A contributor called Ian supported this theory on the Antimoon forum when he offered the following information: “According to 19th century British grammarian Alfred Ayres, the traditional pronunciation of ‘e’ before ‘r’, followed by another consonant, is /a:/ as in ‘dark’. Thus, words like ‘merchant’, ‘service’, and ‘servant’ were pronounced as if written as ‘marchant’ (compare with Anglo-French ‘marchaunt’), ‘sarvice’, and ‘sarvant’. Modern RP English pronunciations of ‘clerk’, ‘derby’, ‘Berkeley’, and ‘sergeant’ (also in AmE) still retain this pronuncation rule. Stephen Booth in his book on Shakespeare’s sonnets states that Renaissance writers and printers used ‘ar’ and ‘er’ interchangeably, and early editions of the Oxford English Dictionary had words like ‘partain’, ‘pert’, ‘pertake’, and ‘pertener’ listed as variants of ‘pertain’, ‘part’, ‘partake’, and ‘partner’.”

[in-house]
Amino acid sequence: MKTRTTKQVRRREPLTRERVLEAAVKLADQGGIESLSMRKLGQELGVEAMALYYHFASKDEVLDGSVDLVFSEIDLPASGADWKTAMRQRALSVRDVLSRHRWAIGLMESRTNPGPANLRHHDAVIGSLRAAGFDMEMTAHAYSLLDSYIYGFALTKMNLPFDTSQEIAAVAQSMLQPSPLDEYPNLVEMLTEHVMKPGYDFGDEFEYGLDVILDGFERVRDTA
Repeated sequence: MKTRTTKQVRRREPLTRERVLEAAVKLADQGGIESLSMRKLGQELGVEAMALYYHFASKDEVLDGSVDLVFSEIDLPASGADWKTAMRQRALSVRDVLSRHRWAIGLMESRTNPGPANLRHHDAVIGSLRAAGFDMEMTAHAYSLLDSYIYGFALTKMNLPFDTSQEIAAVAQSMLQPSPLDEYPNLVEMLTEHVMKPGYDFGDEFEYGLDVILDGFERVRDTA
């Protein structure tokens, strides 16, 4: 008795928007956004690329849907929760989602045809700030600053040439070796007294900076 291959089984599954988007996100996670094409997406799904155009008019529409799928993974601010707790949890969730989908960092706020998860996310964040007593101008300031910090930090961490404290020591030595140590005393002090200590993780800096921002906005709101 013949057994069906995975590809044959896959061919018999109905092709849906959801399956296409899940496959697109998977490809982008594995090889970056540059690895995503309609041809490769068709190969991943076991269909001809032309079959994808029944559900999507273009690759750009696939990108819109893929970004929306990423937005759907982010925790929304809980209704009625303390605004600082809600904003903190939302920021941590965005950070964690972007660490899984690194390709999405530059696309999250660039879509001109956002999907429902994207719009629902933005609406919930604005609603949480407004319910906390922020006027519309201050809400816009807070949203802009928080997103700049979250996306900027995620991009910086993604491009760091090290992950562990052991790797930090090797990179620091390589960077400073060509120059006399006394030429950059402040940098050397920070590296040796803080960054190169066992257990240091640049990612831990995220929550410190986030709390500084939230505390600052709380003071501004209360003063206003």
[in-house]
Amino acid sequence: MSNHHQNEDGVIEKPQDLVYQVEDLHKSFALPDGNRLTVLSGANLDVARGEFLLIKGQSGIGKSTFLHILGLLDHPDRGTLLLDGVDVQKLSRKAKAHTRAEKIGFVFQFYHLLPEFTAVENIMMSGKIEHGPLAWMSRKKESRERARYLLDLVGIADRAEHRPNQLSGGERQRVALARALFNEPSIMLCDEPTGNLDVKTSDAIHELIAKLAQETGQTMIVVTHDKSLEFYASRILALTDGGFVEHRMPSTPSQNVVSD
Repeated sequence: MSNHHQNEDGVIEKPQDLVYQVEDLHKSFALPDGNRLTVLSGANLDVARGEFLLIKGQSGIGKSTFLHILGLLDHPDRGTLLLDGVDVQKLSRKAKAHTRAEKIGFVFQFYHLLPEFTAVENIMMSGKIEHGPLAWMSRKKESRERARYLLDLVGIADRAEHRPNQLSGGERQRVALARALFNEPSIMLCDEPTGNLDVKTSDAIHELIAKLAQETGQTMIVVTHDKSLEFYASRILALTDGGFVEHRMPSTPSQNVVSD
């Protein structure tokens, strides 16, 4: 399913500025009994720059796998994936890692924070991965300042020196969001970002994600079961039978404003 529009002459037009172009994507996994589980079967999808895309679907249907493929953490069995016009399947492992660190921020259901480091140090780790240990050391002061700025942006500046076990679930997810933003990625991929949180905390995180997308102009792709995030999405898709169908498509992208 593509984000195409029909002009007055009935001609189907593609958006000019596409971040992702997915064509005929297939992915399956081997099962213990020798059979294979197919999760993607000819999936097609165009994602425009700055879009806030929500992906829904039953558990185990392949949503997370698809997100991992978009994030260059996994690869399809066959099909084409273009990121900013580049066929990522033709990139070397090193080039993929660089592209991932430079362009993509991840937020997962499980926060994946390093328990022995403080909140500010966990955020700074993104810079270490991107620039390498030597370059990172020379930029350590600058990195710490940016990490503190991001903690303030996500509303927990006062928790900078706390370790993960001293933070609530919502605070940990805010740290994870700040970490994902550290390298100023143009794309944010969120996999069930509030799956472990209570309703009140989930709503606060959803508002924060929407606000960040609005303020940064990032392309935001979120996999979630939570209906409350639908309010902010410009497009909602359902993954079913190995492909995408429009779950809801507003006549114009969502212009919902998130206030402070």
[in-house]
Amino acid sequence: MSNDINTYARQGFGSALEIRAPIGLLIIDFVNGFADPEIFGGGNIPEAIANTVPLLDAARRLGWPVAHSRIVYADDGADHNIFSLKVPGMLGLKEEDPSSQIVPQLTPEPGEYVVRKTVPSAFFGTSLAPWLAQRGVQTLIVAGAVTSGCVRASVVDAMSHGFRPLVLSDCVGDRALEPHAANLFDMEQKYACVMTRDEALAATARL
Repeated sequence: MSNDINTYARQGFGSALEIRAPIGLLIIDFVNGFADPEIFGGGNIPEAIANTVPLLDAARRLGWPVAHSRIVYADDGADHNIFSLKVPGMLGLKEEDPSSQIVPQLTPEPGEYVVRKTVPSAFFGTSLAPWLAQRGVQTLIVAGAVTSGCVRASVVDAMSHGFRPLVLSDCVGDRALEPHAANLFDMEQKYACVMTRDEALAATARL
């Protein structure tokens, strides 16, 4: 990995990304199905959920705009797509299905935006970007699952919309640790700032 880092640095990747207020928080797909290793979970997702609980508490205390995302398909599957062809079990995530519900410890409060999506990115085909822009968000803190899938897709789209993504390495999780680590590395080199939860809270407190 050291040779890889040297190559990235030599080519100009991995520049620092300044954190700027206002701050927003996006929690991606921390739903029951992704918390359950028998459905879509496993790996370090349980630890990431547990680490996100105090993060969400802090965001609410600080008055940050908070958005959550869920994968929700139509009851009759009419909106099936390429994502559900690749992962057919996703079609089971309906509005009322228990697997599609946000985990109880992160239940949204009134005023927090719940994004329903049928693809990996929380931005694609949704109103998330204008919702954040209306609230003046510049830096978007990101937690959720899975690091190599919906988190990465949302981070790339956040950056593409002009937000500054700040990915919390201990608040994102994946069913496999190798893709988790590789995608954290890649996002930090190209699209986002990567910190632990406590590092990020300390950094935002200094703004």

So there we have it. We’ll give the last word on this subject to Damian in Edinburgh — also on the Antimoon forum — whose observations about differences between the Brits and the Yanks in the way they pronounce their place names are precious. As he says himself: bless!

“PS: Is Derby (Darby) a nice place to visit? Apparently the residents of this English city of Derby get all wound up when Americans say “we really like Durrrby but we liked Lie-sesterrrr bedderrrr” (meaning Leicester”). We so love them – bless! Let’s hope they keep coming over…….it’s fun to hear them over-stressing the “ham” bit in places like Nottingham, Birmingham and Gillingham, not to metion the way they pronounce my home city as Edinburrow…..I wonder what sort of dog’s dinner we make over Albuquerque or Mississauga? :-)”

* To hear how the Brits pronounce Hertford and Berkeley respectively, listen to Rex Harrison in My Fair Lady talking about hurricanes hardly happening in Hertford, Hereford and Hampshire, and to Vera Lynn singing about the nightingale singing in Berkeley Square …

Thanks to Damian — of New York, not Edinburgh — for the hat-tip.

2 thoughts on “I say Derby, you say Darby …

  1. Tom